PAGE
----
Introduction to Pivoting, Tunneling, and Port Forwarding
red team engagement,
penetration test, or an
Active Directory assessment, we will often find ourselves in a situation where we might have already compromised the required
access tokens to move onto another host, but there may be no other host directly reachable from our attack host. In such cases, we may need to use a
pivot host that we have already compromised to find a way to our next target. One of the most important things to do when landing on a host for the first time is to check our
network connections, and potential
VPN or other remote access software. If a host has more than one network adapter, we can likely use it to move to a different network segment. Pivoting is essentially the idea of
moving to other networks through a compromised host to find more targets on different network segments.
There are many different terms used to describe a compromised host that we can use to
pivot to a previously unreachable network segment. Some of the most common are:
Beach Head system
Pivoting's primary use is to defeat segmentation (both physically and virtually) to access an isolated network.
Tunneling, on the other hand, is a subset of pivoting. Tunneling encapsulates network traffic into another protocol and routes traffic through it. Think of it like this:
We have a
key we need to send to a partner, but we do not want anyone who sees our package to know it is a key. So we get a stuffed animal toy and hide the key inside with instructions about what it does. We then package the toy up and send it to our partner. Anyone who inspects the box will see a simple stuffed toy, not realizing it contains something else. Only our partner will know that the key is hidden inside and will learn how to access and use it once delivered.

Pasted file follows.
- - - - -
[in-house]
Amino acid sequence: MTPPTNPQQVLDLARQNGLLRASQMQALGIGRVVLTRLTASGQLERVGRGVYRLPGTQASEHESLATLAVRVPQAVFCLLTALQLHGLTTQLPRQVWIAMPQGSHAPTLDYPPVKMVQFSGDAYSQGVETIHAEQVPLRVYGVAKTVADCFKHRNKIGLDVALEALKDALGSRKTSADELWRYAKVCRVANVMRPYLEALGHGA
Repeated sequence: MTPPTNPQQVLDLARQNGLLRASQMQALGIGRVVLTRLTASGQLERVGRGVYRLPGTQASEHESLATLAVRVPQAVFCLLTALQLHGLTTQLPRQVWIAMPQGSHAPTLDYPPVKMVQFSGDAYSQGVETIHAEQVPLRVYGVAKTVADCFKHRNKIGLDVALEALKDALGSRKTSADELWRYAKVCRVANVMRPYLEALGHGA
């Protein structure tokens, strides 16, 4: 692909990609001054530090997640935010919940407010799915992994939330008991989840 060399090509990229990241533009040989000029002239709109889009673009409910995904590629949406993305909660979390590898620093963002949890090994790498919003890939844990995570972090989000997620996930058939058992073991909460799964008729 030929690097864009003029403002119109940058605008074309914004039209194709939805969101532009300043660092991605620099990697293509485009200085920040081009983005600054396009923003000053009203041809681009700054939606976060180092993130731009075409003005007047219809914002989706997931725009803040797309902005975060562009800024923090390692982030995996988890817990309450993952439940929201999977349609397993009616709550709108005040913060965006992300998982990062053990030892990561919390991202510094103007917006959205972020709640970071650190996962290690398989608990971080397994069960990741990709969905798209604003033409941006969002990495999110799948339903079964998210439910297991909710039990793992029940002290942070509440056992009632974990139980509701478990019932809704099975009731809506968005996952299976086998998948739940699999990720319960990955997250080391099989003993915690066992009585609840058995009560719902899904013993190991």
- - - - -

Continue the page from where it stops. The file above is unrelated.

Typical applications like VPNs or specialized browsers are just another form of tunneling network traffic.
We will inevitably come across several different terms used to describe the same thing in IT & the Infosec industry. With pivoting, we will notice that this is often referred to as
Isn't it the same thing as pivoting?
The answer to that is not exactly. Let's take a second to compare and contrast
Lateral Movement with
Pivoting and Tunneling, as there can be some confusion as to why some consider them different concepts.
Lateral Movement, Pivoting, and Tunneling Compared
Lateral movement can be described as a technique used to further our access to additional
services within a network environment. Lateral movement can also help us gain access to specific domain resources we may need to elevate our privileges. Lateral Movement often enables privilege escalation across hosts. In addition to the explanation we have provided for this concept, we can also study how other respected organizations explain Lateral Movement. Check out these two explanations when time permits:
One practical example of
Lateral Movement would be: